Then comes professional photography, post-processing of the images, creating a full-color flyer, building a virtual tour, social media promotion, and numerous other tasks.

Given that thorough approach, I simply can’t afford to invest all of my precious resources into a listing that doesn’t sell.

Is this any way to run a real estate practice?

Apparently so, as it has been years since I’ve had an unsold listing.

Looking for results when you’re ready to sell?

Give me a call at (208)938-5533 or e-mail me and let’s discuss how I will get your home SOLD!


Boise Homes: 10 Things That Turn Off Buyers

Sellers of Boise homes should be aware of these 10 things that turn off buyers.

1. Converted Garages

Homes have garages for a reason.

Their purpose is for buyers to have a place to park their cars.

Buyers who like converted garages probably don’t own cars.

There aren’t a lot of buyers who don’t own cars.

2. Pets

Some buyers like pets.

Most buyers  who like pets like their own pets more than yours.

When your pet stinks up the house, or makes buyers uncomfortable, they will buy another house.

Buyers especially do not want a kiss from Brutus or a leg massage from Fluffy.

Fragrant cat boxes are not high on most buyers’ want lists.

3. Worn Carpets

Buyers like carpets that are in good condition.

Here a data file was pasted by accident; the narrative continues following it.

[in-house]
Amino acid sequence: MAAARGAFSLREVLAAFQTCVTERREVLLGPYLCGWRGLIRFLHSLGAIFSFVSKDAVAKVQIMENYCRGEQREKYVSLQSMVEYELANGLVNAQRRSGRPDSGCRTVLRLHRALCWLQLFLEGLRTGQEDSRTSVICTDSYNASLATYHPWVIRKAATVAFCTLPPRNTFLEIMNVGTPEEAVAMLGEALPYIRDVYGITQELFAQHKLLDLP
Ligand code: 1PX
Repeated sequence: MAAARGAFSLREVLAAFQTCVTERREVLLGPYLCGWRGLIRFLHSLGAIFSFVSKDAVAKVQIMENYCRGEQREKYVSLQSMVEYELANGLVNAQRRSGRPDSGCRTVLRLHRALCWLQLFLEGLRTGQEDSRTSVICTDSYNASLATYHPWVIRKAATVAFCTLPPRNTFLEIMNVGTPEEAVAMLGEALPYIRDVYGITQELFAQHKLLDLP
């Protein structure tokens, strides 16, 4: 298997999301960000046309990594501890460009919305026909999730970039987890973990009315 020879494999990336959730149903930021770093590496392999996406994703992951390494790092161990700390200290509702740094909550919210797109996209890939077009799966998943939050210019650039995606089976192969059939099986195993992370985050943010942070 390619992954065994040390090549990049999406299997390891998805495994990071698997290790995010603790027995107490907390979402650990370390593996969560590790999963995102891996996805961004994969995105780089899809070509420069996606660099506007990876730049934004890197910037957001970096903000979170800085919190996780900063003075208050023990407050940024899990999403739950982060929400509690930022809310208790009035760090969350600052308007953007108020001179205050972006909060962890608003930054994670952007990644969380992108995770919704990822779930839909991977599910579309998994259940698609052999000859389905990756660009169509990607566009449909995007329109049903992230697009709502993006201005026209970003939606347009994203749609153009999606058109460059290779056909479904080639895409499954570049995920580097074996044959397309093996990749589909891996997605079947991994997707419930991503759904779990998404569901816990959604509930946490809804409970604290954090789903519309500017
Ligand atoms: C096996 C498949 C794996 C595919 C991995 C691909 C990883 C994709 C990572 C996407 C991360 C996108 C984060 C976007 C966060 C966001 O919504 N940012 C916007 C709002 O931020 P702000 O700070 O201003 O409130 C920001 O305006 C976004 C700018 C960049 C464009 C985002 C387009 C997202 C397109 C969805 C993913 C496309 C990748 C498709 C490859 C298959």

Buyers don’t view it as their responsibility or a fantastic opportunity to replace your worn carpets.

You should consider replacing your worn carpets because you’ll end up compensating the buyer for them if you don’t.

4. Walls That Look Like Photo Galleries

Some buyers like photos, but they usually like photos of their own choosing.

It’s nice to be proud of your extended family with 214 members, but it’s not a selling point to display photos of them throughout your home when it’s for sale.

5. Dated Kitchens

Buyers are a fickle bunch of buyers these days.

They used to like Harvest Gold, Avocado Green, and Burnt Orange, but their tastes have changed.

Now, they want stainless steel appliances and slab granite counters with under-mount stainless steel sinks.

They also like the monochrome look with appliances that are all the same brand.